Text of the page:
Seal of Dane County County of Dane
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Dane County Parks

CamRock County Park

CamRock County Park is located in eastern Dane County along the banks of the Koshkonong Creek, between the Village of Cambridge and the historic Village of Rockdale. This 422-acre park boasts three shelters, play equipment, hiking trails, a canoe/kayak launch, mountain bike trails, cross-country ski trails, and a prairie restoration.

For fun in the winter, visit the sledding hill (near Shelter #3). For summertime fun, visit the natural playground (near Shelter #2). This playground was designed by GRG Playscapes and features natural wood elements that inspire imagination and play for all ages and ability levels.

The park is well know for its extensive mountain bike trails which are built and maintained by volunteers. For mountain bike trail conditions and information regarding closures, please visit www.madcitydirt.com.

This park is supported in part by the Friends of CamRock County Park and Capital Off Road Pathfinders.


Addresses

Google Maps are provided for reference. Trails, park boundaries, parking lots and other features on this map may not be up-to-date. Please check the official maps for up-to-date information.

Restrooms

History

Rockdale Mill - Historical marker
Owned by Nathan and Thomas Van Horn, the Rockdale Mill was constructed in 1847 and functioned as a feed and flour mill, harnessing the power of the adjacent Koshkonong Creek. At the time of its construction, Rockdale (then known as Clinton) served people traveling between Milwaukee and the lead mines of Southern Wisconsin, as well as area farmers. Prior to the late 40’s the mill was primarily a grist mill – where grain was ground into flour. The original millstones were removed and the mill continued to function as a feed mill. Because of the frequency of repairs to the waterwheels and the danger involved in those repairs, the mill was converted to electrical operation in 1956. In addition grinding grain for farmers, the mill also sold commercial feeds, feed supplements, animal medicines, bagged and liquid pesticides and fertilizers and items such as shovels, brooms and pitchforks.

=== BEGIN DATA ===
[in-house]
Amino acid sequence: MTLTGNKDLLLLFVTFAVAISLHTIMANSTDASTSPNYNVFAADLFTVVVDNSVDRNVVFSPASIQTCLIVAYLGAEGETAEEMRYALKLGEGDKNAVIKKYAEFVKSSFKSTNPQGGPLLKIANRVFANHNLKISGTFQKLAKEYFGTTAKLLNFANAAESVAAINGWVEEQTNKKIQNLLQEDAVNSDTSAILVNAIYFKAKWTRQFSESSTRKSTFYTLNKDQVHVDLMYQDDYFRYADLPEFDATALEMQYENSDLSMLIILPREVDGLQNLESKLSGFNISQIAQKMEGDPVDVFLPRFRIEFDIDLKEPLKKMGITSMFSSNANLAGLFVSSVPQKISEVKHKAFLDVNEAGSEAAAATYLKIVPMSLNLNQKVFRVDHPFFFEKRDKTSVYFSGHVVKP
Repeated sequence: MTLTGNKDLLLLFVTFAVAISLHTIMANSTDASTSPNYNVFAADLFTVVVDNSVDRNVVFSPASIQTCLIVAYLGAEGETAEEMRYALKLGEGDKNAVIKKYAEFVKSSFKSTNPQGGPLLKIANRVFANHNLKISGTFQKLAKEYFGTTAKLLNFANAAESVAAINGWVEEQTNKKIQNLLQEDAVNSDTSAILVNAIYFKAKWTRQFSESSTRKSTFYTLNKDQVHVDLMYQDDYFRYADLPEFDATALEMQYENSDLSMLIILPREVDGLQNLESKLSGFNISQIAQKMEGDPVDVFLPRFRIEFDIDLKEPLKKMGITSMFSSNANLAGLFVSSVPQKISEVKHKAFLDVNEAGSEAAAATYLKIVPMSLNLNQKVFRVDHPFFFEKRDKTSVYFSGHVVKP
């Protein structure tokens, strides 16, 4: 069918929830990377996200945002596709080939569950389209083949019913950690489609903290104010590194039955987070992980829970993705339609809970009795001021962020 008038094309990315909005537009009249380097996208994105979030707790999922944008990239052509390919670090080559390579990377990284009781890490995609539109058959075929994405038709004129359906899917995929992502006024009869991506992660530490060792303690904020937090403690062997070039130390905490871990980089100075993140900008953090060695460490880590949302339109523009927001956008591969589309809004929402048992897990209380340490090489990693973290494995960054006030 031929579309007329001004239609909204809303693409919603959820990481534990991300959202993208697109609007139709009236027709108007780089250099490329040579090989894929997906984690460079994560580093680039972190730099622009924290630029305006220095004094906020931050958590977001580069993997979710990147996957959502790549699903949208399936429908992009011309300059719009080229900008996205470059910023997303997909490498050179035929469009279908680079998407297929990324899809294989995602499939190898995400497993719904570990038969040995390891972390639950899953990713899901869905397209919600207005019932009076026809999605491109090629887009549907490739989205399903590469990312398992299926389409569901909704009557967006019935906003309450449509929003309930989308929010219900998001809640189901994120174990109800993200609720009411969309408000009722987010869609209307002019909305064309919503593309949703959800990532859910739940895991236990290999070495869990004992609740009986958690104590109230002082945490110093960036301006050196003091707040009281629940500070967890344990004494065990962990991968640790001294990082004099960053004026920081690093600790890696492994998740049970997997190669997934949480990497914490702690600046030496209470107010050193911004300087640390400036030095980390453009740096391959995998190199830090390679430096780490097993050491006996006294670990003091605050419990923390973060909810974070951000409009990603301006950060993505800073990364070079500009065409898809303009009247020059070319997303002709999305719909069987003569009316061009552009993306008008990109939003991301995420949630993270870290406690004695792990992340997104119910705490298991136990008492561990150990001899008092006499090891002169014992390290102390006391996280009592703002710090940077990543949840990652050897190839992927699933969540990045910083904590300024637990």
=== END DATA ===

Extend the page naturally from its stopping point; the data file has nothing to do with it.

The Mill continued to serve the community until 1998. Dane County purchased the mill property and buildings in 2003 and finalized the parkland connection between Cambridge and Rockdale – allowing for the potential completion of a commuter trail that would connect both communities. In 2003, the building was assessed for potential rehabilitation or salvage and the concurrent formation of the Friends of Rockdale Mill sought to preserve the historical significance of the Mill property. The two warehouses that accompanied the mill building were removed in 2004 and the property was fenced and gated. After much discussion and research in 2005, the Village of Rockdale Board eventually voted to deconstruct the mill building and Dane County Parks operation staff salvaged and dismantled the structure.

Beer Cellar
The park contains an old “beer cave” that became part of CamRock Park due to a 3 acre land donation from the Wrolstad family in 1994. In 1865, Ole Jacobson completed construction of his Rockdale brewery and the beer cellar, which was used for storage of the brewery products in the summer. The cellar was constructed of limestone rock from local quarries and consists of three chambers. The walls are three feet thick and the roof is over four feet thick. The brewery itself was constructed from bricks fired in a local kiln owned and operated by Matthew Richardson. The brewery was eventually converted into a creamery and the beer cave/cellar was no longer used for storage. A personal history of the area, written by Frances Niederer in 1966, describes the later use of the beer cave as a warming hut – used by people skating in the winter on the millpond. During the time that her family owned the land, testing of the soil of the surrounding hillside was conducted via blasting, and this caused the back chamber of the beer cave to collapse.

The cave is being restored by park volunteer and Koshkonong Prairie Historical Society member Richard Moen. The beer cave is actually a stone-covered cellar that was used by a brewery in Rockdale before refrigeration in the 1800s. Read more about the restoration in this news article (Madison.com, July 2021).